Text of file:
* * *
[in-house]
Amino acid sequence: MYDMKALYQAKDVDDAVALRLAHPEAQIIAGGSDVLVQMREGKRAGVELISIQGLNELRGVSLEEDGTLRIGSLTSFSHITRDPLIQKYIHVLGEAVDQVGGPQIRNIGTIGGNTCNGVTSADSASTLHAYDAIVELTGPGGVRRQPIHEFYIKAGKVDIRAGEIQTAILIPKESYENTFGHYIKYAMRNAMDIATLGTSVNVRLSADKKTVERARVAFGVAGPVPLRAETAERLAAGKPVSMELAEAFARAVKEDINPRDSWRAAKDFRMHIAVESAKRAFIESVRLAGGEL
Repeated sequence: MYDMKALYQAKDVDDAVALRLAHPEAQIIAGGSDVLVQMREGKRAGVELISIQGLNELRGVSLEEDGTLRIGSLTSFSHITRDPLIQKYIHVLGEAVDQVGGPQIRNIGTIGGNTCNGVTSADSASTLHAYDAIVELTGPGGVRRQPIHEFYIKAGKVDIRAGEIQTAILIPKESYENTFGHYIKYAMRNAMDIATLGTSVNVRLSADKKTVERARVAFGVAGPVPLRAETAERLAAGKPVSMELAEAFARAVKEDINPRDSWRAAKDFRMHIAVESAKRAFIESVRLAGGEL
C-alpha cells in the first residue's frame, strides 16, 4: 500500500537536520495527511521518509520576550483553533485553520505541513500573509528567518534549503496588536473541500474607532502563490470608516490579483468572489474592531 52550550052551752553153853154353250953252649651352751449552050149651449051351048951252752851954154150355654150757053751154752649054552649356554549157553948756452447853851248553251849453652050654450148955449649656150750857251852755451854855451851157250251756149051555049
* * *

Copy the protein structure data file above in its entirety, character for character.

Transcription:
[in-house]
Amino acid sequence: MYDMKALYQAKDVDDAVALRLAHPEAQIIAGGSDVLVQMREGKRAGVELISIQGLNELRGVSLEEDGTLRIGSLTSFSHITRDPLIQKYIHVLGEAVDQVGGPQIRNIGTIGGNTCNGVTSADSASTLHAYDAIVELTGPGGVRRQPIHEFYIKAGKVDIRAGEIQTAILIPKESYENTFGHYIKYAMRNAMDIATLGTSVNVRLSADKKTVERARVAFGVAGPVPLRAETAERLAAGKPVSMELAEAFARAVKEDINPRDSWRAAKDFRMHIAVESAKRAFIESVRLAGGEL
Repeated sequence: MYDMKALYQAKDVDDAVALRLAHPEAQIIAGGSDVLVQMREGKRAGVELISIQGLNELRGVSLEEDGTLRIGSLTSFSHITRDPLIQKYIHVLGEAVDQVGGPQIRNIGTIGGNTCNGVTSADSASTLHAYDAIVELTGPGGVRRQPIHEFYIKAGKVDIRAGEIQTAILIPKESYENTFGHYIKYAMRNAMDIATLGTSVNVRLSADKKTVERARVAFGVAGPVPLRAETAERLAAGKPVSMELAEAFARAVKEDINPRDSWRAAKDFRMHIAVESAKRAFIESVRLAGGEL
C-alpha cells in the first residue's frame, strides 16, 4: 500500500537536520495527511521518509520576550483553533485553520505541513500573509528567518534549503496588536473541500474607532502563490470608516490579483468572489474592531 52550550052551752553153853154353250953252649651352751449552050149651449051351048951252752851954154150355654150757053751154752649054552649356554549157553948756452447853851248553251849453652050654450148955449649656150750857251852755451854855451851157250251756149051555049